In embryology, the concept of lateral inhibition has been adapted to describe processes in the development of cell types.  Lateral inhibition is described as a part of the Notch signaling pathway , a type of cell–cell interaction. Specifically, during asymmetric cell division one daughter cell adopts a particular fate that causes it to be copy of the original cell and the other daughter cell is inhibited from becoming a copy. Lateral inhibition is well documented in flies, worms and vertebrates.  In all of these organisms, the transmembrane proteins Notch and Delta (or their homologues) have been identified as mediators of the interaction. Research has been more commonly associated with Drosophila , the fruit fly. 
Although this mechanism for the specific control of gene activity may not apply to the regulation of all inducible enzymes—for example, those concerned with the utilization of the sugar arabinose—and is not universally applicable to all coarse control processes in all microorganisms, it can explain the manner in which the presence in growth media of at least some cell components represses (., inhibits the synthesis of) enzymes normally involved in the formation of such components by gut bacteria such as E. coli . Although, for example, the bacteria must obviously make amino acids from ammonia if that is the sole source of nitrogen available to them, it would not be necessary for the bacteria to synthesize enzymes required for the formation of amino acids supplied preformed in the medium. Thus, of the three aspartokinases formed by E. coli , two are repressed by their end products, methionine and lysine. On the other hand, the third aspartokinase, which (as described above) is inhibited by threonine, is repressed by threonine only if isoleucine is also present. This example of so-called multivalent repression is of obvious physiological utility. It is likely that the amino acids that thus specifically inhibit the synthesis of aspartokinases do so by combining with specific protein repressor molecules; however, whereas the combination of the inducer with the repressor of β-galactosidase inactivates the repressor protein and hence permits synthesis of the enzyme, the repressor proteins for biosynthetic enzymes would not bind to DNA unless they were also combined with the appropriate amino acid. Aspartokinase synthesis would thus occur in the absence of the end-product effectors and not in their presence.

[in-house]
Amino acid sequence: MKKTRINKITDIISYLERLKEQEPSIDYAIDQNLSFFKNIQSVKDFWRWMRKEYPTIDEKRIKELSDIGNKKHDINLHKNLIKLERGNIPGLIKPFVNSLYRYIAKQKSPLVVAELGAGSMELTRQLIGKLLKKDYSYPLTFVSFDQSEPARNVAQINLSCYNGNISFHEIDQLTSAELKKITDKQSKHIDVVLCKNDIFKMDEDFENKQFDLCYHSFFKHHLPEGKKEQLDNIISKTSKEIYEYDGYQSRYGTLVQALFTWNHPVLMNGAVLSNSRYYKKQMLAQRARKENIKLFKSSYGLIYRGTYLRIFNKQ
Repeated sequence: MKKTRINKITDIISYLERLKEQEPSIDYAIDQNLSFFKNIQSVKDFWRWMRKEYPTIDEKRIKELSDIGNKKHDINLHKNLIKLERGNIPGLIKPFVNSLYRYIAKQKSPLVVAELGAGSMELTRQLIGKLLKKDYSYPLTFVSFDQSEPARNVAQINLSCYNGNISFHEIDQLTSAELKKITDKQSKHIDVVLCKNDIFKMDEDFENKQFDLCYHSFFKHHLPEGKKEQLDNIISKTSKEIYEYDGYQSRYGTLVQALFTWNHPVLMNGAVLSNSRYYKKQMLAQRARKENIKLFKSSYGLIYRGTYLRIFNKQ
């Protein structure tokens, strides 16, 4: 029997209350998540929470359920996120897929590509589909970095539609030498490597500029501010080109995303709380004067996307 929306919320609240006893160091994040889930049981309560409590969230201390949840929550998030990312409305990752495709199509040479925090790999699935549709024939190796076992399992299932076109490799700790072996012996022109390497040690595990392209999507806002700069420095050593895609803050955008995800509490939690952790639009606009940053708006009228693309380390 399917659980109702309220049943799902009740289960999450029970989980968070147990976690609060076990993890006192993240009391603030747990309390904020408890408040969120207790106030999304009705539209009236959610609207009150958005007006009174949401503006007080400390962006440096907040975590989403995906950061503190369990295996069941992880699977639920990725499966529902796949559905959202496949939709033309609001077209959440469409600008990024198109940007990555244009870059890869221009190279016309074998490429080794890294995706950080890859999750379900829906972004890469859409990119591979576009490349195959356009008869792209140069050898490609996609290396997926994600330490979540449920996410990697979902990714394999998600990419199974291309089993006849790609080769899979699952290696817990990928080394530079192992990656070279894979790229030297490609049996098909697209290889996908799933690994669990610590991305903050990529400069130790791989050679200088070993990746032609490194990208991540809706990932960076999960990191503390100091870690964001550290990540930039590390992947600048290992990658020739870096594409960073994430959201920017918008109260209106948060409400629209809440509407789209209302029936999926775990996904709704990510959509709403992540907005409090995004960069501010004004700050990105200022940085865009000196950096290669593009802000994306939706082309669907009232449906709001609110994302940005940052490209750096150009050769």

G. To evaluate effects of IKBKE/TBK1 inhibition on NF-κB signaling in Ewing, TC32 cells were incubated with CYT387 for six hours prior to stimulation with TNF-α (30 ng/mL). IκBα degradation was measured by harvesting TC32 cells thirty minutes after stimulation with TNF-α. TNF-α stimulation resulted in degradation of IκBα, and this effect was attenuated with CYT387 treatment. Parthenolide, an inhibitor of IκBα phosphorylation was used as a positive control. Similar effects of CYT387 activity were seen in HEK-293T cells which also express IKBKΕ. Nuclear extracts were prepared from TC32 cells harvested following forty-five minutes of TNF-α stimulation. Treatment with CYT387 resulted in decreased nuclear localization of NF-κB family proteins RelA/p65 and c-Rel. There was a modest impairment of p50 nuclear localization as compared to parthenolide and DMSO controls and no change in p52 nuclear localization. RelB (not shown) is not expressed in TC32 cells